Rebellion Towns & Villages

The home of landlord James Spencer, who was killed during the Rebellion. The house no longer exists.


On May 26th, John Doorly commanded a huge force of up to 4,000 rebels in the Battle of Rathangan. Atrocities occurred and 19 Loyalists were killed including the popular and influential landlord James Spencer. Doorly was blamed for the latter. However, a writer who knew Doorly, named O’Kelly asserted that John had not been present at Spencer’s murder, and had deeply regretted it as he looked on him as a fair and just landlord. In hindsight, the evidence suggests that it may have been John’s more militant brother, Michael who carried out the murder.

Captain Doorly had gained control over his army by the 27th of May. It appears that he had demanded an end to the violence and had started to fortify the town.

The entrances to the town of Rathangan were defended by the local United Irishmen during their occupation. Strategic locations were selected, including the canal stores overlooking the canal bridge entering the town.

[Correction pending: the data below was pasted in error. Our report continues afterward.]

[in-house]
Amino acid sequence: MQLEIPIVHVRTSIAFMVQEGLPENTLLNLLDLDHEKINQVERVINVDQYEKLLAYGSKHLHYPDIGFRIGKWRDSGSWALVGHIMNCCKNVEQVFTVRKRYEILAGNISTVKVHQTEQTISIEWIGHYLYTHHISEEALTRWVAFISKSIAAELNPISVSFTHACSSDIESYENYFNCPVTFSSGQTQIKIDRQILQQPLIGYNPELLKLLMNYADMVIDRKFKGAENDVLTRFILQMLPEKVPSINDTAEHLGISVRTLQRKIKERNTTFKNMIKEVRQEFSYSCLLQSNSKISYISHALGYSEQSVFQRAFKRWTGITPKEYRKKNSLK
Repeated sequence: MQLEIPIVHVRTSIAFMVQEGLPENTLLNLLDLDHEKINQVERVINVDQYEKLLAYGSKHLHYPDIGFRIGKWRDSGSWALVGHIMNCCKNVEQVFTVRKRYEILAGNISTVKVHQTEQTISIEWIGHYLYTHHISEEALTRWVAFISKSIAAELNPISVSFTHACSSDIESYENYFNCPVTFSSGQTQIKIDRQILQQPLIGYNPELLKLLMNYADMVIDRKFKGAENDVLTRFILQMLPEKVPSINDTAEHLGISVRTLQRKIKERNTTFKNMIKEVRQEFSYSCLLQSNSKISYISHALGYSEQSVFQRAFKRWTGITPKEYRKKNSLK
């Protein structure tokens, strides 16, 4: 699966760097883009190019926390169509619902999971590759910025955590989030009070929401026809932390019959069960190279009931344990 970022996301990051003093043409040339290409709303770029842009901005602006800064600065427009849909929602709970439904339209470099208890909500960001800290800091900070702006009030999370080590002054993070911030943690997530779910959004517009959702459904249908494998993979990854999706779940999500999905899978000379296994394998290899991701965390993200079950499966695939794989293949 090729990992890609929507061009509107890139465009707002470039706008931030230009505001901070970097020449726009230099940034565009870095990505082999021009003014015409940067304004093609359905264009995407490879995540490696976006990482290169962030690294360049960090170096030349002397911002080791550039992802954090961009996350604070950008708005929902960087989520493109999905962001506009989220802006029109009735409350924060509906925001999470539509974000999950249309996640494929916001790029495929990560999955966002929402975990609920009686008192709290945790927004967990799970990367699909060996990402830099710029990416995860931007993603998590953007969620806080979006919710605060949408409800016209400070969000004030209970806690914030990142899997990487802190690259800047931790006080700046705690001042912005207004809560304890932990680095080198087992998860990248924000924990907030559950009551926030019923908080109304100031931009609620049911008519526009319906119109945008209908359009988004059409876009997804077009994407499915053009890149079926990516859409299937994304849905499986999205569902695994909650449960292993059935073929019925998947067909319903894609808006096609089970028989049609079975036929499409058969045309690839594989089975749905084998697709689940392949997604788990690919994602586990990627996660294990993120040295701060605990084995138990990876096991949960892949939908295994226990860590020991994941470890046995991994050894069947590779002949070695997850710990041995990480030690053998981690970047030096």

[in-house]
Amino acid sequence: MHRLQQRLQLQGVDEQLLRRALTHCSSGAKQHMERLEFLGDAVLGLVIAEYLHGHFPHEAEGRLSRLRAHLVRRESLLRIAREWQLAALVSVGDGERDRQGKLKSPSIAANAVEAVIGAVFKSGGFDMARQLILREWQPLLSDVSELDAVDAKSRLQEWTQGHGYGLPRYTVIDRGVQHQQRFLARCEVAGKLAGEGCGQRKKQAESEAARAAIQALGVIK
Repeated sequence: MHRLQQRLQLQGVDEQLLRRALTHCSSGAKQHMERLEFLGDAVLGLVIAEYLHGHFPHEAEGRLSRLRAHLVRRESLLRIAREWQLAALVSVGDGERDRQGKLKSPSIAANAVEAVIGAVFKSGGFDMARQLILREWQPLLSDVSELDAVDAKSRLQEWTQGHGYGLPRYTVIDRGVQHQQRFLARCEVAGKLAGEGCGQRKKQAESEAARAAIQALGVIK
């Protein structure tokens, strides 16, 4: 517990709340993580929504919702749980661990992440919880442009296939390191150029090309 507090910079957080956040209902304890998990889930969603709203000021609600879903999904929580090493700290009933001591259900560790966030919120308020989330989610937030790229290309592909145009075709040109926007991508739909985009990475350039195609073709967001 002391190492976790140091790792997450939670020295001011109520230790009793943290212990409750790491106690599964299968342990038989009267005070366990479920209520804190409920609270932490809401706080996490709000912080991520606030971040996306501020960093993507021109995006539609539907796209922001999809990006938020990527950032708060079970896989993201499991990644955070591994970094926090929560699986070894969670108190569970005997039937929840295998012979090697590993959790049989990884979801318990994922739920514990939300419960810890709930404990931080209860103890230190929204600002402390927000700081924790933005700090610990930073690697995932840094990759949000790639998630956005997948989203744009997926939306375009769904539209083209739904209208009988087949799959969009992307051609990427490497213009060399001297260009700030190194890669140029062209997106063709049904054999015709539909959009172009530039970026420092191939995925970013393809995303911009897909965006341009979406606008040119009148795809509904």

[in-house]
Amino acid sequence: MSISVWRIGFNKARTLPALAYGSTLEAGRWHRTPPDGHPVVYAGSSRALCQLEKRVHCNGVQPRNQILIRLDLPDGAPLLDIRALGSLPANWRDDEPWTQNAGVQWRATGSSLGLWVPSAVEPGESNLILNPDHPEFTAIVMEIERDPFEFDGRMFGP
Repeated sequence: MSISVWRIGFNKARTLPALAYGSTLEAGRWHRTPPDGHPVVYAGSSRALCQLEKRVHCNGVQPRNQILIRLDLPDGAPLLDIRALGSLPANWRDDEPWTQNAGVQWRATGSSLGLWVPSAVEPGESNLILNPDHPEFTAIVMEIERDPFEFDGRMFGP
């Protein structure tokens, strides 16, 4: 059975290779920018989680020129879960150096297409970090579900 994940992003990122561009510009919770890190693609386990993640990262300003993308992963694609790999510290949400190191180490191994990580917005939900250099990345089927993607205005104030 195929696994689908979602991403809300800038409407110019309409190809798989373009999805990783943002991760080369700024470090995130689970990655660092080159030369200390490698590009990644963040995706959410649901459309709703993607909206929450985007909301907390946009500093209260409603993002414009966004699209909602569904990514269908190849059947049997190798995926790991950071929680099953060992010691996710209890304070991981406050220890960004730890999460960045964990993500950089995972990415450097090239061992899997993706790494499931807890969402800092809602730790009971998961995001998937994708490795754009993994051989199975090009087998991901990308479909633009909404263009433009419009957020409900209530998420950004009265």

The rebels took up strategic firing positions overlooking the town entrances, and let the canal waters out to impede British artillery transport. They also used carts, barrels and chains drawn across the road for defence against cavalry.

On Monday 28th May, these measures proved highly successful in the defeat of two Black Horse Cavalry attacks. The dead horses were used to strengthen the rebel defences, and a hostage named Malone was taken but not harmed.

The result was inevitable as Colonel Longfield retook the town at the third attempt, after a couple of cannon discharges. The rebel army fled in all directions, but up to 60 men were butchered by the pursuing cavalry. The British troops then started looting and executed men like Edward Molloy without trial.

James Spencer’s grave in Rathangan Church of Ireland Cemetery.
The Doorly Family’s grave just a few plots down from the Spencer grave in Rathangan Church of Ireland Cemetery.